Prof. Nick Embleton
Consultant Neonatal Pediatrician and Professor of Neonatal Medicine
Professor Nick Embleton is Consultant Neonatal Pediatrician and Professor of Neonatal Medicine, New Castle University, Newcastle-upon-Tyne, UK. He qualified with honors in Medicine from Newcastle University in 1990 (Bachelor of Medicine, Bachelor of Surgery). His doctoral thesis (MD 2002) was on protein requirements in preterm infants.
Professor Embleton now leads a broad portfolio of translational research (www.neonatalresearch.net). He is involved in studies that include large-scale National Institute for Health Research collaborative trials (>5,000 infants recruited), which explore the role of early feeding in preterm infants and the impact of supplemental lactoferrin (ELFIN and SIFT studies). Embedded within these large pragmatic trials are mechanistic microbiomic and metabolomic studies (MAGPIE: http://www.isrctn.com/ISRCTN12554594), which collected .25,000 samples of urine and stools from ~500 infants in 12 different UK hospitals. He also coordinates the Newcastle Preterm Birth Growth Study tracking the growth, cognitive, and metabolic outcomes of children who were born preterm into late adolescence.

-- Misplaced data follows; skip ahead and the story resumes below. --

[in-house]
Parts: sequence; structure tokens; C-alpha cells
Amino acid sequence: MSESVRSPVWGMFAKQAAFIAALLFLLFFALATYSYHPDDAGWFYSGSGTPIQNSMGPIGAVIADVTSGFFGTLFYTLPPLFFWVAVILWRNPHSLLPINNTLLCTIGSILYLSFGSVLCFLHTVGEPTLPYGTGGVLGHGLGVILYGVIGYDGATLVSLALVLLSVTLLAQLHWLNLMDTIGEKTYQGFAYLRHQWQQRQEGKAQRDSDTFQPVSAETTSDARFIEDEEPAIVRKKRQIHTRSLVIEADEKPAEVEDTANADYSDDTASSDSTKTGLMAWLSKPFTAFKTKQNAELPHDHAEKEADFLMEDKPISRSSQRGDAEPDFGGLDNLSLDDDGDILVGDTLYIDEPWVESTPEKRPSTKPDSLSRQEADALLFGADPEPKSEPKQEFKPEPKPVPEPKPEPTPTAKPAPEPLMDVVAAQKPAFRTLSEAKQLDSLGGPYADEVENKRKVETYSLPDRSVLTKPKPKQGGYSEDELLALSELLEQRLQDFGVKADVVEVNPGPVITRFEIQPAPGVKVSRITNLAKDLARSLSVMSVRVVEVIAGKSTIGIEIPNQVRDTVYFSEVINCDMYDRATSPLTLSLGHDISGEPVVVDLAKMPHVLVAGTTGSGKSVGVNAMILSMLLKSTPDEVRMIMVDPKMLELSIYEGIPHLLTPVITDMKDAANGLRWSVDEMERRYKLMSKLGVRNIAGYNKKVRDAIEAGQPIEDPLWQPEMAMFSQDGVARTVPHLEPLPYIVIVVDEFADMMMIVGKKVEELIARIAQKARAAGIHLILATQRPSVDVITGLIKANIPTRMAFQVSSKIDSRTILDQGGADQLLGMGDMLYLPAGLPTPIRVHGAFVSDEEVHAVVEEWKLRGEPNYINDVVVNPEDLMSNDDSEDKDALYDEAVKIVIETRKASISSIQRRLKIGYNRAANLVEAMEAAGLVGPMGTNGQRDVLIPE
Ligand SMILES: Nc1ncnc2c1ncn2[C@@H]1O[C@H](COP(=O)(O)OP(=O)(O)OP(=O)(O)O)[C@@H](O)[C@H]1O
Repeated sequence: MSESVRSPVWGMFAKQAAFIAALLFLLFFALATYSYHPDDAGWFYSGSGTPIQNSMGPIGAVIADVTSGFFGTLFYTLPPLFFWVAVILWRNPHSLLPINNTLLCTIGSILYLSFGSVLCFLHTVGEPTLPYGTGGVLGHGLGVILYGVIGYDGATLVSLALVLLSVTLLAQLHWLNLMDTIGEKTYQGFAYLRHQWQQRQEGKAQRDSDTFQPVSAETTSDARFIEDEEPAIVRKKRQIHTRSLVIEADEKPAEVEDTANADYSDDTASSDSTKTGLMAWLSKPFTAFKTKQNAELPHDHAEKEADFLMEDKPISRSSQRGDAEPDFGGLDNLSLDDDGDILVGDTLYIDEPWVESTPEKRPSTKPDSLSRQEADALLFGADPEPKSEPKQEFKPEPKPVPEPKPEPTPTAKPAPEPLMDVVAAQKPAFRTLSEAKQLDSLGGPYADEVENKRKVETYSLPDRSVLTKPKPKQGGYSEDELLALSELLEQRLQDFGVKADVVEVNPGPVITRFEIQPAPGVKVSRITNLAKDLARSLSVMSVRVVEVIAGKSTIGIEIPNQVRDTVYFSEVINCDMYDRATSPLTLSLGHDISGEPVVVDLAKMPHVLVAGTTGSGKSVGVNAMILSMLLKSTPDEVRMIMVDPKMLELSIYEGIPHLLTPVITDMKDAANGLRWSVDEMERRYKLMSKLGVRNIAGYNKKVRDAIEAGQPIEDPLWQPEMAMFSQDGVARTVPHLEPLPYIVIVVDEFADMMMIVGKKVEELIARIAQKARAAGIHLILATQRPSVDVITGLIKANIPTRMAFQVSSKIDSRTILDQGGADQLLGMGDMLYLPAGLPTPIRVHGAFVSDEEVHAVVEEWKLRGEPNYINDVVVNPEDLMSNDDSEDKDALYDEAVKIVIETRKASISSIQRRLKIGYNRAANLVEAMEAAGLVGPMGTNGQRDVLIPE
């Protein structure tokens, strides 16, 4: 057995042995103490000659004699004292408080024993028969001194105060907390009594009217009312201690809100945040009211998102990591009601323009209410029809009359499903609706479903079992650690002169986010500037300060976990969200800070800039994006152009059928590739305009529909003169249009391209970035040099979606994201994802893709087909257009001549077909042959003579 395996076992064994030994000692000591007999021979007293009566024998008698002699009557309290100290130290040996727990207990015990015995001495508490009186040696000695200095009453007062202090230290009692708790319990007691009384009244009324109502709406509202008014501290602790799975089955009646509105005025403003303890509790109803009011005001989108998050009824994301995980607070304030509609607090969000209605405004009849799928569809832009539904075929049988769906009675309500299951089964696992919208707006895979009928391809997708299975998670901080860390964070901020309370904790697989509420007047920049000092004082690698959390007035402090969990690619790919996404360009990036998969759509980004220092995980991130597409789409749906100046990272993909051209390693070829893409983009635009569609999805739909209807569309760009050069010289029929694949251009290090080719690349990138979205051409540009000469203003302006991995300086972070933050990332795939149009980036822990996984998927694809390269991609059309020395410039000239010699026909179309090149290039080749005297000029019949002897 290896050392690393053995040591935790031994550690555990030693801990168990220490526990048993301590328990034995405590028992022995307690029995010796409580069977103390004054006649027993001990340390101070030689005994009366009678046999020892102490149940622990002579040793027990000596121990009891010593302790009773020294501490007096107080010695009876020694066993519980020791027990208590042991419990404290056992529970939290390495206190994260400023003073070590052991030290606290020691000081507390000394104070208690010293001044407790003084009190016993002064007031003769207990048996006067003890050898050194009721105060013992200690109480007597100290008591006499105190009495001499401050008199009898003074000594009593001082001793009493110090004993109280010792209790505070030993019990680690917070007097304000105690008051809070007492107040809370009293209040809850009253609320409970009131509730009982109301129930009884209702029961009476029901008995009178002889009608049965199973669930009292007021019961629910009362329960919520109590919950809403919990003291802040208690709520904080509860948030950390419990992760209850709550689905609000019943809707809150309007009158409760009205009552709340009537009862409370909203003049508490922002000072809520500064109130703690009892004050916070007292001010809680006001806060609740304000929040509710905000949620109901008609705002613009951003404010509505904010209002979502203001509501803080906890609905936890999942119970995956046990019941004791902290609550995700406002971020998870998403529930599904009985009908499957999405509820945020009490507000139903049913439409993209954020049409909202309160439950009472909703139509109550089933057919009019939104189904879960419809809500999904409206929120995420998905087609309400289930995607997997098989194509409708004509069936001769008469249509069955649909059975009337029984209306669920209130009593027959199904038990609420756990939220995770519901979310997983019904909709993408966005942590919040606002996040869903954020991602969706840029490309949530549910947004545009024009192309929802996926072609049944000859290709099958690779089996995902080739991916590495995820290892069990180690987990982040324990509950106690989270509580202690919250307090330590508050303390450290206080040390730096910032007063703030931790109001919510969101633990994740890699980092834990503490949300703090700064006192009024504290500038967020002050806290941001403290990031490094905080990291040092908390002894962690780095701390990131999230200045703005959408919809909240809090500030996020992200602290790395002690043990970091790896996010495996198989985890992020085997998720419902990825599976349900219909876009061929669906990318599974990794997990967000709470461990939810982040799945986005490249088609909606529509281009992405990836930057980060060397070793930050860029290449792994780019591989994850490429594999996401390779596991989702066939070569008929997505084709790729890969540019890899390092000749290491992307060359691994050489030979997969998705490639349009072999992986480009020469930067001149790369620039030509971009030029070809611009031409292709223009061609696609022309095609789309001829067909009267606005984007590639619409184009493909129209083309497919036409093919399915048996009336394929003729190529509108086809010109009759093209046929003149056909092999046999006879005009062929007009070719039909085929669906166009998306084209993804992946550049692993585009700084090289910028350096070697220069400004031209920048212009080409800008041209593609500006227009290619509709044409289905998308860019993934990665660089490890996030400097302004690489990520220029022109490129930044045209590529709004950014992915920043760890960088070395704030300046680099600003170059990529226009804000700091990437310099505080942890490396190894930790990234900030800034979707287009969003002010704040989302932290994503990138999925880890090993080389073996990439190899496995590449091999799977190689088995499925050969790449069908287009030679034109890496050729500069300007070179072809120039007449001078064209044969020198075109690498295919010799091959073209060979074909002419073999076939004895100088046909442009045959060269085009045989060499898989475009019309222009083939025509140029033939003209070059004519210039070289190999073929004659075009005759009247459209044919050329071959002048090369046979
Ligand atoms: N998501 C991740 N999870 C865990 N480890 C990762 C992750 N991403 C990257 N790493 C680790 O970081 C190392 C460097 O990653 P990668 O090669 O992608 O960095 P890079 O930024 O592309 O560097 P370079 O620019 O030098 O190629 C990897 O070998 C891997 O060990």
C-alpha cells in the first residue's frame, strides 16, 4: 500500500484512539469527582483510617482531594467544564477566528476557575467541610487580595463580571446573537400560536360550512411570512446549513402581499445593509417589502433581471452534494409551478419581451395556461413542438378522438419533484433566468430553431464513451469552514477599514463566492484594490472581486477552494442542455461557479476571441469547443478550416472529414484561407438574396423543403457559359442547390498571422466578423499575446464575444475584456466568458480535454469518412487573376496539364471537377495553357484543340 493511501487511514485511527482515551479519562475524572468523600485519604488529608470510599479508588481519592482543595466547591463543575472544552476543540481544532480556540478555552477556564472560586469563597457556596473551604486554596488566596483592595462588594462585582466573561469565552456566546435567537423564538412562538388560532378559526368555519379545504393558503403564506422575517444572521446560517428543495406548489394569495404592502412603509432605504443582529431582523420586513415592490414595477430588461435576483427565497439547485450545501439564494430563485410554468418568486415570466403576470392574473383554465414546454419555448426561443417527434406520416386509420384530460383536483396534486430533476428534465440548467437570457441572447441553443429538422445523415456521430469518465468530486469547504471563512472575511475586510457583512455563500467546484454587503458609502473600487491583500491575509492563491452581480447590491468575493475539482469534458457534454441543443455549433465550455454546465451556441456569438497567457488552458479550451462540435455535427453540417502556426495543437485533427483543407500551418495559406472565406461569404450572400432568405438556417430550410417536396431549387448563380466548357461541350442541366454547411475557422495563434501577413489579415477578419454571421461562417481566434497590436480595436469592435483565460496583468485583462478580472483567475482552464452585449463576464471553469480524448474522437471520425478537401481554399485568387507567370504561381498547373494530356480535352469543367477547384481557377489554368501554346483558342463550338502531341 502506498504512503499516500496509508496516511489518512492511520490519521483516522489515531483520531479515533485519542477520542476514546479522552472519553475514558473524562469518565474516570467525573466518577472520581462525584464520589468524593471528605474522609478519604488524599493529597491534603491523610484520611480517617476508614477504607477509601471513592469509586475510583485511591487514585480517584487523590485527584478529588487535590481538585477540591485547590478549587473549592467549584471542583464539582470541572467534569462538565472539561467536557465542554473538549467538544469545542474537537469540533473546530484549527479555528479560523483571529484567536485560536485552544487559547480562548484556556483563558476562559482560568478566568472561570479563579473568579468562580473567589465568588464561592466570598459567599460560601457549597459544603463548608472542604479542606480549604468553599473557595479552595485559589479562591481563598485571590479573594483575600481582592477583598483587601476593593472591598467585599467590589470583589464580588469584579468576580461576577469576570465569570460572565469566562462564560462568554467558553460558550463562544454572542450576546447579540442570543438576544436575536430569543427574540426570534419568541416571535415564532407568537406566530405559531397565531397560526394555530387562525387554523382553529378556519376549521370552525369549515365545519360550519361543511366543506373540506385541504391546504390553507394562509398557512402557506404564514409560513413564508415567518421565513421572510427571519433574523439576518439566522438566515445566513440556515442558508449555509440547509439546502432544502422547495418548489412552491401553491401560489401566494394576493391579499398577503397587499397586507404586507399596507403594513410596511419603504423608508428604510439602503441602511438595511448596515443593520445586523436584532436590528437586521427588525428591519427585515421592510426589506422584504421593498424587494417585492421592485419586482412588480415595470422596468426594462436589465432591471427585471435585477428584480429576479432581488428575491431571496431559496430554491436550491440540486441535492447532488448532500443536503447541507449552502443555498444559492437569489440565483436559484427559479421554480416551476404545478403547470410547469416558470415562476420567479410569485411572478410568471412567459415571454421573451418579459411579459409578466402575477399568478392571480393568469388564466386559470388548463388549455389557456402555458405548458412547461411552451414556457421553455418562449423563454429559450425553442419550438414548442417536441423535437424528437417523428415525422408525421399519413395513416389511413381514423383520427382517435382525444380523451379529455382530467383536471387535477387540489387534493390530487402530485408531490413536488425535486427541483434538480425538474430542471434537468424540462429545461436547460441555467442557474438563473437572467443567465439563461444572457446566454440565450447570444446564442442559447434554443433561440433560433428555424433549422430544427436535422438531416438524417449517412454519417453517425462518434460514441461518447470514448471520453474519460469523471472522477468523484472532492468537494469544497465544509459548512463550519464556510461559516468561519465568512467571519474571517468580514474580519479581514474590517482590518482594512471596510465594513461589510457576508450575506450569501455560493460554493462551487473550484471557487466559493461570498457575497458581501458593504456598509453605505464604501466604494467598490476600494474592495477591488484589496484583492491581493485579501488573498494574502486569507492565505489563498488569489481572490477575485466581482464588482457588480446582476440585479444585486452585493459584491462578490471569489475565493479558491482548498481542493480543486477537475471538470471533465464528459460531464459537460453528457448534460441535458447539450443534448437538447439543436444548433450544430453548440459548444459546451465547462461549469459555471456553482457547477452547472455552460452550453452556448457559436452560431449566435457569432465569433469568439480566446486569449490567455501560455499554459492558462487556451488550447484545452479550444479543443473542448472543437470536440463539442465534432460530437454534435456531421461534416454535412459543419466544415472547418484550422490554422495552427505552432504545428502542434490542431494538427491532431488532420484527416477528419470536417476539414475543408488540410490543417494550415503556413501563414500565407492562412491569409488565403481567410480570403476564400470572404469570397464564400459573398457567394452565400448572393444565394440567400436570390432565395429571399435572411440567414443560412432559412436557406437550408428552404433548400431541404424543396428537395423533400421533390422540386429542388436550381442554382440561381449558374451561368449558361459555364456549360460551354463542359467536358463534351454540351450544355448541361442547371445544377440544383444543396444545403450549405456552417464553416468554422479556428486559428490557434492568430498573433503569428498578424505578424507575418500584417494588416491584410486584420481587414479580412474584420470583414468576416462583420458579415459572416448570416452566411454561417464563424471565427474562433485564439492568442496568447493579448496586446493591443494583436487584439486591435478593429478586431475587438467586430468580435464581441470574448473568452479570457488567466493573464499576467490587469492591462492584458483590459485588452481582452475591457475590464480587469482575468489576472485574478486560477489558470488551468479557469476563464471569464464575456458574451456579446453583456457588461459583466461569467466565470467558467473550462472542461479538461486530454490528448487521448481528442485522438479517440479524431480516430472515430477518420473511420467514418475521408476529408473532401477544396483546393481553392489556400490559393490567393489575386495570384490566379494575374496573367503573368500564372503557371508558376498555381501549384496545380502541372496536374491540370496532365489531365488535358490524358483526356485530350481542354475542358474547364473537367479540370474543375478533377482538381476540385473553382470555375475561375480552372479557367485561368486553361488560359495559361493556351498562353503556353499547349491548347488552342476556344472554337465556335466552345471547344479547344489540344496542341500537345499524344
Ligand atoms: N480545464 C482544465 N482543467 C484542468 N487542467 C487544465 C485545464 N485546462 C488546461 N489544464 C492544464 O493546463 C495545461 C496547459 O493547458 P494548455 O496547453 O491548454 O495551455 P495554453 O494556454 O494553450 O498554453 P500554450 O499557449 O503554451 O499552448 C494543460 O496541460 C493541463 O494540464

Currently, Professor Embleton is Chief Investigator on two randomized controlled trials: 1) INDIGO, exploring the impact of an exclusive human milk diet in very preterm infants and 2) FLAMINGO, Feeding in late and Moderately Preterm Infants Nutrition and Growth Outcomes. He is a member of the European Society for Pediatric Gastroenterology, Hepatology and Nutrition Committee of Nutrition, and is Chair of the UK-based multidisciplinary Neonatal Nutrition Network (N3), as well as working with colleagues in Liverpool, UK, and Ibdadan, Nigeria, helping to establish a Neonatal Nutrition Network in sub-Saharan Africa. Professor Embleton is also clinical lead for qualitative studies exploring reproductive and/or neonatal loss (the Butterfly project www.neonatalbutterflyproject.org). He has published more than 200-peer reviewed articles, has more than >6,000 citations, and his H-index is 38.